Tuesday, December 28, 2010


I think that horror, true, frightening horror, is hard to find these days, whether it be in movies, television or books. There are things that gross me out (the movie genre known as "violence porn"), but they don't truly frighten me. As I mentioned yesterday on Twitter, there is a certain movie--which I shall not name lest one of you gets it in your head to go watch it--that makes me want to stick a hot poker through my eye and scramblefy my own brain just to get the images out of my head. But it doesn't actually scare me.

I don't know why people today must watch such things to be scared or if, like me, they're just disgusted to the point of horror. I find real horror is slow, deep, quiet, subtle. It doesn't jump out at the screen at you and splatter you with guts. Instead, it's all around you, creeping in the shadows, occasionally swatting you to remind you you are being hunted.

Perhaps today, people don't have the patience for slow building horror. It wouldn't surprise me in this age of instant internet access that people don't enjoy puzzling through House of Leaves or reading the heavy language of Lovecraft. In those types of work, the horror is usually not overt. I mean, what's so scary about a house that breaks the rules of reality? There are no ghosts or serial killers. It's just a weird house written about by weird men. Who cares that it contains materials that are older than our solar system?

Sigh. Horror, where art thou?

What are your favorite scary stories? And what do you think is "scary"? I'm curious to know.


  1. I don't really do scary. Lord of the Rings is about as scary as I will go. Isn't that sad?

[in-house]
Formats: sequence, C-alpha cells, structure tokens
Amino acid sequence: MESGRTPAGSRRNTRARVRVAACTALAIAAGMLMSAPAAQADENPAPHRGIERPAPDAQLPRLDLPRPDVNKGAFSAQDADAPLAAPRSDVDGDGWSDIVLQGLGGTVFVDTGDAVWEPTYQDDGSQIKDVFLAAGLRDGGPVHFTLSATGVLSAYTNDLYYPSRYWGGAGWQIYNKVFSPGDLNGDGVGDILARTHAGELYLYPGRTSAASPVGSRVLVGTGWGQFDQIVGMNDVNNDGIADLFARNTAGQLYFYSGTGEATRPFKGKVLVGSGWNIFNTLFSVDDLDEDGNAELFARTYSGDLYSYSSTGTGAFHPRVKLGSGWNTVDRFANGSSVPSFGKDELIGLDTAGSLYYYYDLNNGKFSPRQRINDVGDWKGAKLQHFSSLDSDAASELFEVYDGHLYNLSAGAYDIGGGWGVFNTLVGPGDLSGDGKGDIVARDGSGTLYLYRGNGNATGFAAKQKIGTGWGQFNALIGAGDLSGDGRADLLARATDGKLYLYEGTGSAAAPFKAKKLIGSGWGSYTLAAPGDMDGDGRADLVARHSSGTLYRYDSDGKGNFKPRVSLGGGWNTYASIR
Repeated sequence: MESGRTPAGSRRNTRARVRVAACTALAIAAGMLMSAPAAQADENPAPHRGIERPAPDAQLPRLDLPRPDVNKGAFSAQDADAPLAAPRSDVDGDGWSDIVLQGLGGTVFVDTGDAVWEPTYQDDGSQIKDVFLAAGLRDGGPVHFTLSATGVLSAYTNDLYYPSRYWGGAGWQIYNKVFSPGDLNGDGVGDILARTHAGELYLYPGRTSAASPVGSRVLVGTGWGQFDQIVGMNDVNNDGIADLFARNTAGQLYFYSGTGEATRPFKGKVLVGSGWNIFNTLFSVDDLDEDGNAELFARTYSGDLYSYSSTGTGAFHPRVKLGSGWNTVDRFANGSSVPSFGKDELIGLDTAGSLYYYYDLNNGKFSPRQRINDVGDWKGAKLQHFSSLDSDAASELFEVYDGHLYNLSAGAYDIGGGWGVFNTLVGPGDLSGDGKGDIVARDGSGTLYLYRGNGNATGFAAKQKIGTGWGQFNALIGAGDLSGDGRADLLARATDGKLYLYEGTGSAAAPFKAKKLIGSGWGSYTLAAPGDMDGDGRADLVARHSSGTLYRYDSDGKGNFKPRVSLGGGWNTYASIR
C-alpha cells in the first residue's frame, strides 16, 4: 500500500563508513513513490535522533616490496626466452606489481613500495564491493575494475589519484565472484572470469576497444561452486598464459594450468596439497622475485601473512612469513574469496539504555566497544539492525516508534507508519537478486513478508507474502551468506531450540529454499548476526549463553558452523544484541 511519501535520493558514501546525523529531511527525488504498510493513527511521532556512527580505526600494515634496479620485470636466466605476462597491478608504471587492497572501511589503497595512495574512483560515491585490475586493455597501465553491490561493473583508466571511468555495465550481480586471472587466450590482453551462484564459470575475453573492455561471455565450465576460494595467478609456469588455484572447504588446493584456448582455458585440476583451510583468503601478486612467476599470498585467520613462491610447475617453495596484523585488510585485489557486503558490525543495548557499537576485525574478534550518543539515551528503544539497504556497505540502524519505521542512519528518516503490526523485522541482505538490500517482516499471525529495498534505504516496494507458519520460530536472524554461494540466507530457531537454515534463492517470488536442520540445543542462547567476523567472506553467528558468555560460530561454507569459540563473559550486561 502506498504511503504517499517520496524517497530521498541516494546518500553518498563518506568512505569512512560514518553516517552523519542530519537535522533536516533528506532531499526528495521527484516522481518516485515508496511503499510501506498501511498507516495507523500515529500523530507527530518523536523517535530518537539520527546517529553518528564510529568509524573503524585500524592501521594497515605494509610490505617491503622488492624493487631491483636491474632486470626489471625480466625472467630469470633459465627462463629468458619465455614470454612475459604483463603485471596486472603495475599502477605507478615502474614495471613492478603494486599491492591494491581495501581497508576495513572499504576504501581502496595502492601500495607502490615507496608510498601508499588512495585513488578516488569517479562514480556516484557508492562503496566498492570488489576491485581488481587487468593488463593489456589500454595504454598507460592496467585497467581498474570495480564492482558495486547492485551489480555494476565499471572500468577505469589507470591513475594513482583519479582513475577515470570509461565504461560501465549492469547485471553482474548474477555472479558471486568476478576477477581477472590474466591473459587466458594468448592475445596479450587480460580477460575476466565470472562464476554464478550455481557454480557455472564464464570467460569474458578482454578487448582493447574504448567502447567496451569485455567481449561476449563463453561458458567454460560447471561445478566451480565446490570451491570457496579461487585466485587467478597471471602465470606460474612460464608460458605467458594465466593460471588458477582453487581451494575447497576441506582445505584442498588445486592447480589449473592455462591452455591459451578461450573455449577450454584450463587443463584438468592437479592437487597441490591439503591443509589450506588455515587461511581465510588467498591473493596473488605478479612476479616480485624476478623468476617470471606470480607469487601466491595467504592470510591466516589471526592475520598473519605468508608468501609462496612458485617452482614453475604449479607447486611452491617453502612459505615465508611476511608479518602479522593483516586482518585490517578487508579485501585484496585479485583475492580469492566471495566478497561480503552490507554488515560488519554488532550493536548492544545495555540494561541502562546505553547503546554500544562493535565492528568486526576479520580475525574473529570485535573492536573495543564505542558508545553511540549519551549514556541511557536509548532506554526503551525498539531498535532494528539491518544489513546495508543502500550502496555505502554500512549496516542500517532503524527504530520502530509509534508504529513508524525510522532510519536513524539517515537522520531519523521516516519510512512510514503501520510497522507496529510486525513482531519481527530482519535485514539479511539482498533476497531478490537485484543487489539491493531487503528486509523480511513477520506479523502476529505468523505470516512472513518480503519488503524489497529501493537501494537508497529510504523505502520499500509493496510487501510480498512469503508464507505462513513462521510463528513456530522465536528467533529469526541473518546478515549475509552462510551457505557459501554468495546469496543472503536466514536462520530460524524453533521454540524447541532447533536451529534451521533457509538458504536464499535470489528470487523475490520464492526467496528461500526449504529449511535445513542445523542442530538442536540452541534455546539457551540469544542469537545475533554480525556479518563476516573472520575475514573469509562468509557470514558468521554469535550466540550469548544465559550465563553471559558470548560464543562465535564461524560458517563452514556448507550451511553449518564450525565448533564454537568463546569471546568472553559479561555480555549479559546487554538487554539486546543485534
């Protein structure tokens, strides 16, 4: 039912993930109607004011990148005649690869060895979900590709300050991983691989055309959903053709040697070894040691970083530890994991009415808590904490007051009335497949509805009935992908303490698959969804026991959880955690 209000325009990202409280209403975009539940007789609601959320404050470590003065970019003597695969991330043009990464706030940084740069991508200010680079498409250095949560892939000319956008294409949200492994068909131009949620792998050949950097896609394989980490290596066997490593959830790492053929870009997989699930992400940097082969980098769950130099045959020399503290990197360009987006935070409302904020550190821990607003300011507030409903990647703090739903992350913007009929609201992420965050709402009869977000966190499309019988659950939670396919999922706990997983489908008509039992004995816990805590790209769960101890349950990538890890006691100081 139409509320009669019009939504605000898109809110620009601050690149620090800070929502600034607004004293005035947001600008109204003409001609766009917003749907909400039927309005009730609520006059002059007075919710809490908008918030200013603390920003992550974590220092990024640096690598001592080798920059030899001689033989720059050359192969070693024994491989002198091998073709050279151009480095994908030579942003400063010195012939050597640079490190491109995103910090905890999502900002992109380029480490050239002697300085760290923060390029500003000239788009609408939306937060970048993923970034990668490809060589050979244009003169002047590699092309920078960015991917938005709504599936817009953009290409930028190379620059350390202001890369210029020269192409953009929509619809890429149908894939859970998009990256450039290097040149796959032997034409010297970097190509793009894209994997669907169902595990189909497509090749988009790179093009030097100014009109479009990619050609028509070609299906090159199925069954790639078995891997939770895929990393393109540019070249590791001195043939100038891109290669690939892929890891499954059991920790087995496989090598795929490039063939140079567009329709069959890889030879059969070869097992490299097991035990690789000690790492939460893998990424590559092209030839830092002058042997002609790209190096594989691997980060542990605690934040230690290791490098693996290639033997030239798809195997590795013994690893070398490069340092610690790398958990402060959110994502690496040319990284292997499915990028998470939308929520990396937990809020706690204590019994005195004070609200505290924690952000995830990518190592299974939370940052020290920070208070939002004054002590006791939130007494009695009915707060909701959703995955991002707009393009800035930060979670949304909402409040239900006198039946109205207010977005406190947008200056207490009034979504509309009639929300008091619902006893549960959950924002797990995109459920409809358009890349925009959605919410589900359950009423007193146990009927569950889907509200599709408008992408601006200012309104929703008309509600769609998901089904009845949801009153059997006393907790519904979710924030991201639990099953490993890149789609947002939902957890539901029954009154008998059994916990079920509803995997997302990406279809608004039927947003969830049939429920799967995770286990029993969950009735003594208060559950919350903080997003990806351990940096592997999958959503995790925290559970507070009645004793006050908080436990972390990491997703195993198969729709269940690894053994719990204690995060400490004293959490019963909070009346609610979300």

When I worked at a children's home, one of the boys brought home the old Salem's Lot one day-- they couldn't watch the newer version because of the R rating, so I think they thought they were getting away with something. I let them watch it and they all slept with the lights on that night. Result = quite afternoon AND night! :)

  2. I don't read much horror, and I rarely watch it. But I agree with you that the slow building of creepiness & suspense is much more effective than outright violence and gore. I'm thinking of "Signs" and "The Village". Both were much scarier *before* you saw the creatures.

    That said, one of the members of my crit group writes horror, so I do get to read it occasionally.


  3. Another thought-provoking post!

    Of course the original 'Psycho' is very scary. But again it is not particularly gruesome (well apart from the shower scene). There is simply much more going on in your head making you think it is scarier than it is. Also, the score adds brilliantly to that film and raises tension.

    I also really enjoyed 'Orphanage' a recent Spanish-language horror film. It had one of those moments when the whole of the cinema jumped out of their collective seats....and it came at a moment when you imagined that nothing could scare you. Brilliant!

  4. I don't read much horror. But I certainly find scenes to be horrific. In The Ginseng Hunter, the Great Leader demands everyone go out in the fields and bang pots and pans to scare the sparrows away from eating seeds in the field and keep banging until all the sparrows drop dead-their hearts give out because they have no where to land. Next year, no sparrows, nothing to eat the locusts and there's a great famine anyway. Scary--all around.

  5. Su: I wonder how quiet they'd be if they'd seen the R version.

    Debbie: Agreed. The not knowing is much scarier, maybe because what we imagine is worse.

    David: Great examples! I saw The Orphanage and remember a lot of the jumps. It was a very tense movie--I think Psycho was too, actually.

    Gale: That does sound like a terrifying scene. Good point that a book doesn't have to be labeled "horror" to have scary moments.


Please validate me.